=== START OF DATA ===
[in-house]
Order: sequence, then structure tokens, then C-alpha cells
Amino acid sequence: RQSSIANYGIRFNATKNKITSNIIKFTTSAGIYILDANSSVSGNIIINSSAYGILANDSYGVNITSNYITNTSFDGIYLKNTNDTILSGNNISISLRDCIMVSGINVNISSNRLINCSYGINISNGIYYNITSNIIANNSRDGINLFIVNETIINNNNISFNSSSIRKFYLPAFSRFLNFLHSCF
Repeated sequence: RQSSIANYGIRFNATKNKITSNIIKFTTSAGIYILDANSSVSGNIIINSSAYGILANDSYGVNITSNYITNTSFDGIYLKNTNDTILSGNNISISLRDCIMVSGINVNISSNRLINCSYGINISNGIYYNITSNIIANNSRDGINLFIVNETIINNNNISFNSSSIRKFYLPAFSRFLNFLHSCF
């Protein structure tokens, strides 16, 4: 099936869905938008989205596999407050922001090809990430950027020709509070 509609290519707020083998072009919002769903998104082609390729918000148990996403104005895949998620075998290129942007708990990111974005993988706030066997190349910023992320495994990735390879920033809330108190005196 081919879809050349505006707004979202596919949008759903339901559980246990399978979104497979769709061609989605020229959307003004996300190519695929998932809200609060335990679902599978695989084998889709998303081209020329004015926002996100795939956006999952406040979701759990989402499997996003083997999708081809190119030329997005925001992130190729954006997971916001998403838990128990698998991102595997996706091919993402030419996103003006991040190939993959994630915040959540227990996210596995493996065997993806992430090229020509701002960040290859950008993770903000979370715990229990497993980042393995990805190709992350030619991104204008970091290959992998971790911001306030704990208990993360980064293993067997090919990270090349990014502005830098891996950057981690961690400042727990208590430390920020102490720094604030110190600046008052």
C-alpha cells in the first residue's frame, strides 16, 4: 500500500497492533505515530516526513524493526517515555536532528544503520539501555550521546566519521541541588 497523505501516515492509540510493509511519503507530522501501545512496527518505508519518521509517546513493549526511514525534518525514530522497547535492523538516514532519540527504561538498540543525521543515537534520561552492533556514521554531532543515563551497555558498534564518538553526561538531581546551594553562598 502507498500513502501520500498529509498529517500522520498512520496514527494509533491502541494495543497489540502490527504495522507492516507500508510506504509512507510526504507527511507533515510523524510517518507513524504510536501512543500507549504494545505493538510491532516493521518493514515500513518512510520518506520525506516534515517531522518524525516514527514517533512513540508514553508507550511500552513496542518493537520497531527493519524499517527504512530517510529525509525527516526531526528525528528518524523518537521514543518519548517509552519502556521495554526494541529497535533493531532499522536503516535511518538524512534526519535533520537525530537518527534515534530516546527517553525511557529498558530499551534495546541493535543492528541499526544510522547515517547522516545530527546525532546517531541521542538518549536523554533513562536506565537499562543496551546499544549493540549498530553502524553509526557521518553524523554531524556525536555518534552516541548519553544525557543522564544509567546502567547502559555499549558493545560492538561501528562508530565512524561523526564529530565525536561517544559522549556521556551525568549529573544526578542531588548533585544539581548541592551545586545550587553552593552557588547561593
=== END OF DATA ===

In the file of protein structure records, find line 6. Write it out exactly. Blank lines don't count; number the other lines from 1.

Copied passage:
C-alpha cells in the first residue's frame, strides 16, 4: 500500500497492533505515530516526513524493526517515555536532528544503520539501555550521546566519521541541588 497523505501516515492509540510493509511519503507530522501501545512496527518505508519518521509517546513493549526511514525534518525514530522497547535492523538516514532519540527504561538498540543525521543515537534520561552492533556514521554531532543515563551497555558498534564518538553526561538531581546551594553562598 502507498500513502501520500498529509498529517500522520498512520496514527494509533491502541494495543497489540502490527504495522507492516507500508510506504509512507510526504507527511507533515510523524510517518507513524504510536501512543500507549504494545505493538510491532516493521518493514515500513518512510520518506520525506516534515517531522518524525516514527514517533512513540508514553508507550511500552513496542518493537520497531527493519524499517527504512530517510529525509525527516526531526528525528528518524523518537521514543518519548517509552519502556521495554526494541529497535533493531532499522536503516535511518538524512534526519535533520537525530537518527534515534530516546527517553525511557529498558530499551534495546541493535543492528541499526544510522547515517547522516545530527546525532546517531541521542538518549536523554533513562536506565537499562543496551546499544549493540549498530553502524553509526557521518553524523554531524556525536555518534552516541548519553544525557543522564544509567546502567547502559555499549558493545560492538561501528562508530565512524561523526564529530565525536561517544559522549556521556551525568549529573544526578542531588548533585544539581548541592551545586545550587553552593552557588547561593